It seems to me that one natural endpoint for this increasing fan-out is something like a call-center of humans who deal with problems that the software on the robots can't deal with. When there's a problem, the robot signals for help and gives an urgency level, and one of the humans in the call center deals with it or bumps it up the chain to someone more capable. This strikes me as a plausible future, but not an especially pleasant one. You, personally, are part of an organization that has a fan out of 30, and last week you gave commands to a couple hundred robots, but none of them are yours, and you get subsistence + epsilon per hour and work in a modern reimagining of a sweatshop, effectively a servant of the robots who themselves are servants of rich and powerful people.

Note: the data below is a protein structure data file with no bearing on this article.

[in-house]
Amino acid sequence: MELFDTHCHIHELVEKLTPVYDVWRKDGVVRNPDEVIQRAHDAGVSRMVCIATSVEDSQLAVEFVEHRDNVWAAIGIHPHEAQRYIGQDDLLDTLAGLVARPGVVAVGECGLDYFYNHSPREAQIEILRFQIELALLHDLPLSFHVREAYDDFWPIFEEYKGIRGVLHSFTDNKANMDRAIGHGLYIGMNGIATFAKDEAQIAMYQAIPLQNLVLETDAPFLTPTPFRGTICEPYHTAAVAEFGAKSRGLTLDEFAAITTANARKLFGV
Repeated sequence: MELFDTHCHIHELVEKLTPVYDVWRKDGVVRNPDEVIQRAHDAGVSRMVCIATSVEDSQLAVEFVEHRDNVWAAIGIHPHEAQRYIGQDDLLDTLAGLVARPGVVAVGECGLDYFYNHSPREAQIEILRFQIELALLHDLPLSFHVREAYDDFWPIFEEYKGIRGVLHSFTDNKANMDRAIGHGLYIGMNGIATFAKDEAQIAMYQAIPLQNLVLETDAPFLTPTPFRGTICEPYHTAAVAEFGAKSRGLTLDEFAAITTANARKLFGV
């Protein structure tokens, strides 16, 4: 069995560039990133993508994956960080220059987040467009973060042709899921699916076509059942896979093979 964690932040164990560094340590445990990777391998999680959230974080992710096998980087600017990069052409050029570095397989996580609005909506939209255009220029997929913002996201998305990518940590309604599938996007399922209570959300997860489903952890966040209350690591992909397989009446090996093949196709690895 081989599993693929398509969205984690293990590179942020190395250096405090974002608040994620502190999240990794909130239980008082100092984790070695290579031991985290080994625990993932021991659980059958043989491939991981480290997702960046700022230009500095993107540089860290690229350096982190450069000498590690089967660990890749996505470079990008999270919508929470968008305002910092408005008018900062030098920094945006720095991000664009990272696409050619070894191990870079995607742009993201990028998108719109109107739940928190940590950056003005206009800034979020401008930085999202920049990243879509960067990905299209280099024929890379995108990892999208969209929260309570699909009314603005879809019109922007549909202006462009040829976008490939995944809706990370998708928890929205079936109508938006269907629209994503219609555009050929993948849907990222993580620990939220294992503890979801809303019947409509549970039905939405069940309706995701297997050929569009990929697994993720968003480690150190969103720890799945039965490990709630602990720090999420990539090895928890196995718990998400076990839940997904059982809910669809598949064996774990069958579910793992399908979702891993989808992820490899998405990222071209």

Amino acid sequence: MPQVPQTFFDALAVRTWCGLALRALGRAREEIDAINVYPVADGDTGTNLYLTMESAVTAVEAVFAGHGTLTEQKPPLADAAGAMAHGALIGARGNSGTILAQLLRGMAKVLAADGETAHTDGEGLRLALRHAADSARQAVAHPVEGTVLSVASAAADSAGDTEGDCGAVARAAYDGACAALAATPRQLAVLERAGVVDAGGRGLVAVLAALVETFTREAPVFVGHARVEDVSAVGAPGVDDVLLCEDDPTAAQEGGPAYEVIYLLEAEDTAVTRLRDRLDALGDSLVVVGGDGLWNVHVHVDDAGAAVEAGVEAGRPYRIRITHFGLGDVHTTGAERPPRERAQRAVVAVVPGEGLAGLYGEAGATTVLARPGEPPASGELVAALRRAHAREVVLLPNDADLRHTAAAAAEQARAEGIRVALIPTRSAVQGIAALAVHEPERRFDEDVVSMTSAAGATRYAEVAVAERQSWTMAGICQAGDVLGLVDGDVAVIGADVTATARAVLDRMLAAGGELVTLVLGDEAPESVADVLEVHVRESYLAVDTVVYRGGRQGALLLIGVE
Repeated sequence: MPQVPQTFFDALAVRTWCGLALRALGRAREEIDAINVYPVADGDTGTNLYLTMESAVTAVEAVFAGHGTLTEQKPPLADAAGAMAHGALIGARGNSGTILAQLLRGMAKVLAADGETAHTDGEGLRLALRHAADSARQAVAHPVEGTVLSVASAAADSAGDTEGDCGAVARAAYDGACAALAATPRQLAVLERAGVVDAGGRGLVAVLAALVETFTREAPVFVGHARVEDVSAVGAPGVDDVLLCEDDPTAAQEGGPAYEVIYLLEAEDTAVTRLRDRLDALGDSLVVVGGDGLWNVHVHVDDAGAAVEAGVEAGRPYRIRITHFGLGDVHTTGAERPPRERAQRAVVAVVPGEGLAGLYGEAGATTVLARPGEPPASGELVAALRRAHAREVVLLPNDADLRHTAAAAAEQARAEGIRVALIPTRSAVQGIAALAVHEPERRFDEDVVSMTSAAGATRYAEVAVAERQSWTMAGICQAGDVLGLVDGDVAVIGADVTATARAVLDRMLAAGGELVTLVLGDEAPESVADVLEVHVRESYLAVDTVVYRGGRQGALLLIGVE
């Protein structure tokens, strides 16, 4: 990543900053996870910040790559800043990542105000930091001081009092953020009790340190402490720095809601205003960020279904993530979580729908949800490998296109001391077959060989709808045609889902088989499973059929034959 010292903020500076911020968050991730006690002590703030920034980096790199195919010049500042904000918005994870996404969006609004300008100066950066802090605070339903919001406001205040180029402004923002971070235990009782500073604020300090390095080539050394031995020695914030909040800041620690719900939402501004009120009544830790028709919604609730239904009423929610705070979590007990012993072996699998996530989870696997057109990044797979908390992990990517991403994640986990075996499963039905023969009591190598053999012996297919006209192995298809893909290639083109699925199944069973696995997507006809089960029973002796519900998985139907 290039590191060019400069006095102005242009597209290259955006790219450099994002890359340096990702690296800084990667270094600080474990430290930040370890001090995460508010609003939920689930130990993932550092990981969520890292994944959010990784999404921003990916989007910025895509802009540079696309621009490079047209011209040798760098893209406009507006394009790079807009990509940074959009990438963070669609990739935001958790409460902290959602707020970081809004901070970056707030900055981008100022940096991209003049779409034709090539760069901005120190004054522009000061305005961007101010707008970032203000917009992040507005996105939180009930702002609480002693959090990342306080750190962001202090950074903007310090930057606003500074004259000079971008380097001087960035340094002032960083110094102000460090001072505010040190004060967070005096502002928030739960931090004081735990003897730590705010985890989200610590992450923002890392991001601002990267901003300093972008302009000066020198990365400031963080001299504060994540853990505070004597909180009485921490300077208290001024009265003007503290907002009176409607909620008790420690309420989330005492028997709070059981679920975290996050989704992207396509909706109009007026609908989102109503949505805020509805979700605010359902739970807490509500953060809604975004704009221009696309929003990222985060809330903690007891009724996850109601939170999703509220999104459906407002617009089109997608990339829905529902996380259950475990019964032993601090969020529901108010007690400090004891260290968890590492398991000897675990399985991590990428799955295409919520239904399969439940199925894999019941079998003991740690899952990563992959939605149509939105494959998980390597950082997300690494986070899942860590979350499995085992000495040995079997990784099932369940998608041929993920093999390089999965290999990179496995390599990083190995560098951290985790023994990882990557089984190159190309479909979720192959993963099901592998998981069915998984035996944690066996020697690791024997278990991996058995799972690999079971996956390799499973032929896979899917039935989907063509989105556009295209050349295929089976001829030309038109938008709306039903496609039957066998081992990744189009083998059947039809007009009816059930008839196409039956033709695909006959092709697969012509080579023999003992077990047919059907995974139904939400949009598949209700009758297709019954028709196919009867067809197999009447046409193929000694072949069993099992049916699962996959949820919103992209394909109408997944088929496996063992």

An example of high fan-out, with personal robots calling out to Mechanical Turk for help:


This was research I conducted at Willow Garage (a robotics research lab.)

Since you worked at Willow Garage, can you answer a quick question?

Is the PR2 so expensive because the actual marginal cost is close to being that high, or is it mostly because building the PR2 involved a very high fixed cost and there are still relatively few customers?

I tend to think that the answer is yes -- there is very little reason why the marginal cost of a PR2 should be more than an ordinary car, especially since the software (ROS) is free -- but I would appreciate an answer from someone who is on the ground so to speak.

Also the Heaphy software looks cool -- is it going to be the same permissive licence as most of the ROS software?

The Kindle edition is rather expensive, considering it's only 160 pages long.

I too have seen the trailer for Iron Man III.